The Chinca Pina Property was an open cut, inclined shaft, with several prospect holes, with best panning in surface gravel contained placer gold. The Haraldson Mine was an old mine. The California Property was the site of 10 stamp mill and had gold obtainable by crushing and panning
South of Lineville, Alabama, in area streams emptying into Crooked Creek, the placers are said to be very rich.
Gold Mines In Clay County Alabama
Alabama Gold and Mica Mine
Eley Gold Mine
Haraldson Gold Mine
Gold in Cleburn County Alabama
There are lode mines of copper and gold and waters in the Chulafinnee Mining District give up placer gold.
Nearly 30,000 ounces of gold were produced in Cleburne county, mostly in the Arbacoochee district in the southern part of the county. Most of the gold came from placer deposits near Gold Hill and Clear Creek. All area streams and their tributaries in the Arbacoochee Mining District, which includes the northern part of Randolph County, is reportedly the richest placer ground in Alabama. All area streams and tributaries in the Chulafinnee Mining District, west of the Arbacoochee District, had significant early placer mining operations.
The Middlebrook Property is reported to have rich panning.
Along Chulafinnee Creek and its tributaries, the Chulafinnee placers, was gold rich gravels under 6 foot of overburden. The Carr Creek Placer is 240 acres of clay and gravel that contains placer gold. Area watercourse gravels and sands contain placer gold. The Arbacoochee Placer was the most extraordinary gold placer deposit in Alabama, covering 600 acres on top and sides of Gold Hill, once giving employment to 600 men. The Clear Creek placers were long famed for its rich production. The Pritchet Property had panning gold.
Gold in Coosa County Alabama
Placer gold has been found at Hatchett & Weogufka Creeks and the Gold Ridge Mine produced lode gold.
Widely scattered findings are reported along Weogufka Creek, Hatchett Creek and Rockford Placers. Along Weogufka Creek is where the Weogufka Creek Placer and is said to contain pans that run 4-20 colors a pan. At Alum Bluff, near mouth of Hatchett Creek, the Hatchett Creek Placer Mine, gravels were rich enough to have kept 50 men working in 1840, the source of gold was probably in nearby quartz vein carrying decomposed pyrite.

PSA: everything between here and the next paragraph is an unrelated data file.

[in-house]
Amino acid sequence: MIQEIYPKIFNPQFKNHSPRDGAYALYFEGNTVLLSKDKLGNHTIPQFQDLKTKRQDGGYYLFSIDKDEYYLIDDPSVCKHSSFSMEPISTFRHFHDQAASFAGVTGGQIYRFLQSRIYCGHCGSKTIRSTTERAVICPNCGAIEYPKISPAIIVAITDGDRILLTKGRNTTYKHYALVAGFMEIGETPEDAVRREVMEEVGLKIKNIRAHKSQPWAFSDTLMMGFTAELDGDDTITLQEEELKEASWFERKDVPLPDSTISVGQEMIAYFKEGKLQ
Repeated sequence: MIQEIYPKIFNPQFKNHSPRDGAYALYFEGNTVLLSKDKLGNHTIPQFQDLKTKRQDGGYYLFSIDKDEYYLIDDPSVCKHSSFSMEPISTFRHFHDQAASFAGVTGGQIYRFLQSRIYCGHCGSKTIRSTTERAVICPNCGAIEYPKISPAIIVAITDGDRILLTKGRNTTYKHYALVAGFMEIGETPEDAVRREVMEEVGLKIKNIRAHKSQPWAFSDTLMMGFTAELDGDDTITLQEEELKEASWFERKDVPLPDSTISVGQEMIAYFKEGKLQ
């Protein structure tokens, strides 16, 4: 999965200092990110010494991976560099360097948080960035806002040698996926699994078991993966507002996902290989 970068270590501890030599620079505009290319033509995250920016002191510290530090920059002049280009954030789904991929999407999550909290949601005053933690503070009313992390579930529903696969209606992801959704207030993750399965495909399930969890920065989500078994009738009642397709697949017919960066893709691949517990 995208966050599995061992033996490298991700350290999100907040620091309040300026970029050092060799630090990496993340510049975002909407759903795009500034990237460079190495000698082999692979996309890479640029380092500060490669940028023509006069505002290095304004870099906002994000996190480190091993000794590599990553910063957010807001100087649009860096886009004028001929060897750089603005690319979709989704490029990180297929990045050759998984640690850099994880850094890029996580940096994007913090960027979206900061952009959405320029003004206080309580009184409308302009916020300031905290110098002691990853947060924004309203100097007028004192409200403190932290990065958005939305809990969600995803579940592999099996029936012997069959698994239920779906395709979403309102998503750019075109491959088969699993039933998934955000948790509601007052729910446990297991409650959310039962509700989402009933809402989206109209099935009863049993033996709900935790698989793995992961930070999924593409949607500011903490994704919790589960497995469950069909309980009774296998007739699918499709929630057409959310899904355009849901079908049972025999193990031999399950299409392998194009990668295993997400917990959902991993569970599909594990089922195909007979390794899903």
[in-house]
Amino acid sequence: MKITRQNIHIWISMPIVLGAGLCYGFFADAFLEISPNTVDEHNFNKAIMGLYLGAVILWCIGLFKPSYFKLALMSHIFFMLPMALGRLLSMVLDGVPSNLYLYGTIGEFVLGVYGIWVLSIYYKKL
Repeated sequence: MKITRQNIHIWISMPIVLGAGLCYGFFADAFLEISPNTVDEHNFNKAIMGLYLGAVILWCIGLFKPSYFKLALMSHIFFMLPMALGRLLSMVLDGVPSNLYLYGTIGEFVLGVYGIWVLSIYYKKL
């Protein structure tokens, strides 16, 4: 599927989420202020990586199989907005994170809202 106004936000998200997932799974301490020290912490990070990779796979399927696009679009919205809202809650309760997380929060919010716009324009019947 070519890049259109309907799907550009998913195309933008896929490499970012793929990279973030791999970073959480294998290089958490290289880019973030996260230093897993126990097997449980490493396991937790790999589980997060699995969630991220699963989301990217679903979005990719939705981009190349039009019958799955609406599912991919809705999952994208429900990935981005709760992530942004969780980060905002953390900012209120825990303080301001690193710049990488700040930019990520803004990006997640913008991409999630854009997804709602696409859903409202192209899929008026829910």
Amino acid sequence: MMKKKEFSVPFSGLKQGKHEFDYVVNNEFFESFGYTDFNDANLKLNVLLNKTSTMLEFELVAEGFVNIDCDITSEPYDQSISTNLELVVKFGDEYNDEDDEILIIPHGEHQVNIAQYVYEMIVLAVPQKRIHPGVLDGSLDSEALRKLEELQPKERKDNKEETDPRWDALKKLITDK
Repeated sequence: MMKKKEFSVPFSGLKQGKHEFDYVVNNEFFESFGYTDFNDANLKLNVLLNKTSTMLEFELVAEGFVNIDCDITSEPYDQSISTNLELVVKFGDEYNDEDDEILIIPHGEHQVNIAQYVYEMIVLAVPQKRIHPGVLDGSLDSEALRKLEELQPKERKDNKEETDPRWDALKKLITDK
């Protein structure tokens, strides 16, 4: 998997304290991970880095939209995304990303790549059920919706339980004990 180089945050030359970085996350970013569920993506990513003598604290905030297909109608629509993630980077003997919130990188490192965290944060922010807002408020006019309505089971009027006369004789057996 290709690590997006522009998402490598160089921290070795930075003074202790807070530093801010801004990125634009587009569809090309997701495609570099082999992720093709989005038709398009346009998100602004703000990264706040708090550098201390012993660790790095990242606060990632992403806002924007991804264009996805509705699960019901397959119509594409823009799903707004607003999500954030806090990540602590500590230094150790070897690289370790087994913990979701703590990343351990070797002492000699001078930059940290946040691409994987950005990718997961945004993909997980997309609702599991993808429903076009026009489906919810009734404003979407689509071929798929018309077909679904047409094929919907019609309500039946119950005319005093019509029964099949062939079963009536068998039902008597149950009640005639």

Along Gin House Branch and Carrol and Pole branches was the location of the Rockford Placer which was productive in early years.
Gold Mines In Coosa County Alabama
Gold in Elmore County Alabama
Gold in Randolph County Alabama
Along the far west side of Randolph County and the far east side of Clay County lies the Cragford district. Several mines operating here produced free-milling gold from veins in quartz. Properties situated along the tributaries of Crooked Creek have both placer and lode gold deposits.Area streams and branches near Wedowee are most productive. Placer gold is found in the local watercourses, beach sands and gravels.
Near Omaha gold colors are reported in the streams.
In Wedowee, the area creek sands and gravels along the Tallapoosa River have good gold placers. A mine on Wedowee Creek is said to contain lode gold, but nearby stream gravels have placer gold.
Bordering Randolph County and nearby Wildcat Hollow Prospect, the banks of the Tallapoosa River will produce some fine placer gold. Numerous lode mines in this area have all produced lode gold. Other gold deposits can be found in Wesobulga Creek and White Oak Creeks just south of Cragford.
Gold in Talladega County Alabama
Riddle Mine and Story Mine are past producers of lode gold. Placer gold is still found in Talladega Creek.
Gold Mines In Talladega County Alabama
Gold in Tallapoosa County Alabama
Gold In Tallapoosa County Alabama
Hog Mountain Alabama
Most of the gold in the heart of the state has been produced at the Hog Mountain District and the eastern banks of the Hillabee Creek in Talapoosa County. Hog Mountain was one of the largest gold producing area in Alabama. Nearby creeks yield placer gold. Placer gold is found in all streams draining the Devil’s Backbone Mining District, which extends south into Elmore County, west of the Tallapoosa River, and northeast into Chambers County. Area streams and tributaries of the Eagle Creek Mining District, in the central part of the county. Area streams and branches in the Goldville Mining District, northeast of Alexander City. Several gold bearing streams and branches are located within the Talladega National Forest.
Goldville Alabama Gold Rush
Goldville, Alabama was founded in 1842, during Alabama’s peak gold-mining period of the 1840s and named for gold discovered in the surrounding area. It incorporated first on January 25, 1843, and became home to several thousand people—5,000 by some accounts—making it one of the largest towns in Alabama at the time, though many reportedly lived in tents. As the center of gold-mining in east central Alabama, Goldville boasted numerous stores, several saloons, a hotel, a mining supply house, a race track, a school, and a masonic lodge.
Talladega National Forest Gold Prospecting
As of 2013, Alabama was home to seven National Park Service units, one national monument, one national forest, three wilderness areas, one national preserve, one national military park, one national heritage area, two national historic trails, two national historic sites, and 15 national recreation trails.
Before you plan an activity on national forest lands, please check whether or not you need a permit or pass. Many of the facilities and services are free; however, some activities require fees or permits to help maintain, manage and improve the amenities that you enjoy.The majority of the recreation fees collected stay on the forest and go right back into improving the recreational opportunities visitors use and value the most – campgrounds, developed day use sites, boat ramps, trails, and much more.
Always contact a Forest Service district office for information prior to collecting any forest product to find out if you will need a permit. Please remember that many wildflowers, orchids and medicinal plants found on the Forest may be listed as sensitive, threatened or endangered.
A permit may be required for group gatherings or events, filming or videography, research, mineral, gold panning, rock collecting, or long term uses such as outfitter guides, roads and water systems. Each district office has a special use coordinator who is available to answer your questions.